But this past E3 was the E3 of "too much" or at least the E3 of "maybe that was too much." It was the E3 with all the neck-stabbings and throat–slittings and the one that prompted a designer of a new Mickey Mouse game and an old violence-optional sci-fi classic to say, hey, this "ultra-violence has to stop." Coming from within the gaming industry, the critique carried a different tone. It sounded less like the classic outsider's concern that violent video games might breed real violence and more like the frustration of a creative individual wondering if his peers had decided that the best way to entertain was to let people pretend to disembowel. It was a violence complaint as aesthetic lament.

Hewitt heard about that last bit, about hall-of-famer Warren Spector essentially saying enough is enough with all the crazy violence. Spector hadn't mentioned God of War when he complained. He may not have been thinking about it. Hewitt doesn't think it fits. "There are very realistic games, maybe [with] a war setting, where the violence has a real weight for people," he said. "It's something that relates to things in their families' lives or to things they've experienced in their own lives. I think there's a sensitivity to that and there's a tone set there that we need to be, as an industry, very mindful of." He was talking about games that show modern war, not mythological war. He was talking about the kinds of games that have guns and no elephant monsters. "If you were glorifying violence in that setting, I think maybe that's different. I think some of those concerns carry a little bit more weight for me personally."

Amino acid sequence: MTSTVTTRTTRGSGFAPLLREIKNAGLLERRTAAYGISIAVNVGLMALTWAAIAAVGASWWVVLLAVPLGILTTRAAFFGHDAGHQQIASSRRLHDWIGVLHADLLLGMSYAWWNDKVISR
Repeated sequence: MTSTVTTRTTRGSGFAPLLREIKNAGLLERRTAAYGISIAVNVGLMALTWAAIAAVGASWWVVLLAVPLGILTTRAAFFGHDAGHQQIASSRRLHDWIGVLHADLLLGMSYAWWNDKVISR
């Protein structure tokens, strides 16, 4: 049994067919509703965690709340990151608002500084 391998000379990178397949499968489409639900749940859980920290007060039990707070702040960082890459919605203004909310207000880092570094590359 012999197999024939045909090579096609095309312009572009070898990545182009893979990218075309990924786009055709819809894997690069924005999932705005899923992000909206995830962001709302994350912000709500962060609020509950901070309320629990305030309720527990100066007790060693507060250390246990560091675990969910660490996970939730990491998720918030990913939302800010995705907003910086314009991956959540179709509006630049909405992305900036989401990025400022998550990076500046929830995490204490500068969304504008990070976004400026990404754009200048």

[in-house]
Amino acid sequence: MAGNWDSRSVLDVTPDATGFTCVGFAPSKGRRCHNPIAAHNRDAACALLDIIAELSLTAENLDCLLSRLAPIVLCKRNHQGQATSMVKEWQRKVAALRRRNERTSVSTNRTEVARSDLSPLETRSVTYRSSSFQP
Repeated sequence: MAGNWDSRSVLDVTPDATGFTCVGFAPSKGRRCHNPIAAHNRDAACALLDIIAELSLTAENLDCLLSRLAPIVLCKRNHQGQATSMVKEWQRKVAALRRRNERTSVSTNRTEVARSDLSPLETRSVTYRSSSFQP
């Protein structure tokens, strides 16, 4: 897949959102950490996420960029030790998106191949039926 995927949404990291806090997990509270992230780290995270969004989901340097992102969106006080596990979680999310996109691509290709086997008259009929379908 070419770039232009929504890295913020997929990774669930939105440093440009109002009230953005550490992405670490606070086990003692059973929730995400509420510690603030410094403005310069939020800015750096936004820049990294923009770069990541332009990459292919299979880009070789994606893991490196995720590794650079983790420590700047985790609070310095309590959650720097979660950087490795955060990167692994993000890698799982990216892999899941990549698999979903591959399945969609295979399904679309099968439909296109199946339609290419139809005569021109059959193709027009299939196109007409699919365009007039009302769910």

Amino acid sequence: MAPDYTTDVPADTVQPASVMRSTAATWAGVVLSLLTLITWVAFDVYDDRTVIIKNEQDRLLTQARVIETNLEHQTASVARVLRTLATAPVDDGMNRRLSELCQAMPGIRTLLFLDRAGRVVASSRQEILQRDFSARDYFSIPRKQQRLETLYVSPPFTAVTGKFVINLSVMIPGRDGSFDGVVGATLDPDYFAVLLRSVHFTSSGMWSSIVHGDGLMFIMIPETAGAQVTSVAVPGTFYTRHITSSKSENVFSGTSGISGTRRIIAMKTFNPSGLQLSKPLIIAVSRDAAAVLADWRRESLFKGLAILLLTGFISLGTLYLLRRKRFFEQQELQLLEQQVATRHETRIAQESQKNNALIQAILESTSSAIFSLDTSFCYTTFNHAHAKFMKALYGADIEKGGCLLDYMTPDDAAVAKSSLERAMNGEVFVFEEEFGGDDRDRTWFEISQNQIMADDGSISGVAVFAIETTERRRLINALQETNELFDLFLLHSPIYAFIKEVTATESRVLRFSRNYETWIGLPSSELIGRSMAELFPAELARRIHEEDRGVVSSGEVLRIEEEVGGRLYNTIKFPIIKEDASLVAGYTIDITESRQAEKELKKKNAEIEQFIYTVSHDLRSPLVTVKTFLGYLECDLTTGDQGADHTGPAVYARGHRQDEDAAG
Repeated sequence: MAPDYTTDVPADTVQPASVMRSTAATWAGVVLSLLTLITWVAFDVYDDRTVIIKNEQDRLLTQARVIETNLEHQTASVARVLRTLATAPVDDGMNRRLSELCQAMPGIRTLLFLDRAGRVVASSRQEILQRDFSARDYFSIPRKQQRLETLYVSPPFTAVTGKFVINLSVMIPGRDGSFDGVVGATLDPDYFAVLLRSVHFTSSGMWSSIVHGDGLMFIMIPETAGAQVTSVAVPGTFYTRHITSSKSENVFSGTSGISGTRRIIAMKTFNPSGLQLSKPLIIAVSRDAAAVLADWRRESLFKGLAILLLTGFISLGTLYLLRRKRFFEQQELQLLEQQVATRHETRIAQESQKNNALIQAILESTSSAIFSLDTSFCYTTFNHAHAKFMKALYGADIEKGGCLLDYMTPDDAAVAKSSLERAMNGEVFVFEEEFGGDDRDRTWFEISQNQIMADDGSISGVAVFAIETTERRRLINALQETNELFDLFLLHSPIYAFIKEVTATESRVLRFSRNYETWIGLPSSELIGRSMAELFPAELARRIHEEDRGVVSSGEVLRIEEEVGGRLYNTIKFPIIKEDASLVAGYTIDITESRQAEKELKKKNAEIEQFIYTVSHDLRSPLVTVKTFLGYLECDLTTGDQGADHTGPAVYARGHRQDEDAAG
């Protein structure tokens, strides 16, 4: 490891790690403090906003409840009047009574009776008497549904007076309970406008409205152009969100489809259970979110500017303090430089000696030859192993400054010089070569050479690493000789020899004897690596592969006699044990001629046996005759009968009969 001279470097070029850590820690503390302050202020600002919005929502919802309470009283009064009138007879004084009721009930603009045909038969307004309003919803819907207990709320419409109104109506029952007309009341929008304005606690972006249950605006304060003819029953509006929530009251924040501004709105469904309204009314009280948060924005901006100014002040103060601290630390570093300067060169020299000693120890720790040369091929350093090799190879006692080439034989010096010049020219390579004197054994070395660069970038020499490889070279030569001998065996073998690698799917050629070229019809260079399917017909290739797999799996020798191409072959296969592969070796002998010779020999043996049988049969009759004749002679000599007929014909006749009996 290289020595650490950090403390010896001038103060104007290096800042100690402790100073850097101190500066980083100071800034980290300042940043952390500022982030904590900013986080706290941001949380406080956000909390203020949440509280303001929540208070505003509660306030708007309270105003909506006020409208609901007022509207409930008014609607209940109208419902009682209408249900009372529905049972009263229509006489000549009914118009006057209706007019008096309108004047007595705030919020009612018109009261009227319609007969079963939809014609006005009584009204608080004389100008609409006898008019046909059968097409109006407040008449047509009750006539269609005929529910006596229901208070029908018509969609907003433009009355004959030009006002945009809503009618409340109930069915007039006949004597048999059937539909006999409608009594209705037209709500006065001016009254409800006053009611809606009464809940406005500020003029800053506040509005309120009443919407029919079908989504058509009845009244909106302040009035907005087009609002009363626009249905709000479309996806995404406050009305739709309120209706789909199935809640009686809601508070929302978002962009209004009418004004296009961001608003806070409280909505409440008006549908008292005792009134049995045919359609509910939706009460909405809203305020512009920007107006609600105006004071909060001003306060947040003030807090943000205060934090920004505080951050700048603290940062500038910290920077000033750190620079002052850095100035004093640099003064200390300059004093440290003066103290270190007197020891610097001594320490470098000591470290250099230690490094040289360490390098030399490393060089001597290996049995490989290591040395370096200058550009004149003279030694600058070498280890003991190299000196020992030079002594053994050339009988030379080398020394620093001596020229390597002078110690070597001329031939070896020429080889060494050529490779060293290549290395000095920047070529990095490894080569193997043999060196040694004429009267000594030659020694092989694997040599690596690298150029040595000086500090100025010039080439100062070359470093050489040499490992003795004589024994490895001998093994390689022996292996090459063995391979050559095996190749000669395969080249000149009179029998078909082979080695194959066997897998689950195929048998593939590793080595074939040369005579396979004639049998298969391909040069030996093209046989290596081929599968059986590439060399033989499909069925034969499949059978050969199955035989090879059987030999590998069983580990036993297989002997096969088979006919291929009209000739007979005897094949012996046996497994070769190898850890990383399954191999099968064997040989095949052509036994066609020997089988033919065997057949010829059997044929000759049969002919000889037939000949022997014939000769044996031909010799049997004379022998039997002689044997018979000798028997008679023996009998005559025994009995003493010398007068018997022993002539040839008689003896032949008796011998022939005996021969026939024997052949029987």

In God of War, however, the violence is different. Hewitt would argue that it fits. "I think God of War sits way out on the perimeter. I mean, it's steeped in mythology. It's a particularly liberal take on that mythology, in fairness, but the mythology is brutally violent, tons of fun and this is pushing that even further out in that direction. So, really, the road that we're on with this title — one of the pillars — is that moment to moment release of making you feel empowered. Kratos is a relatively straightforward character in some respects, but he's moving forward towards revenge and will let nothing get in his way. And that's part of who he is and part of the experience you want when you pick up a controller and play a God of War game. "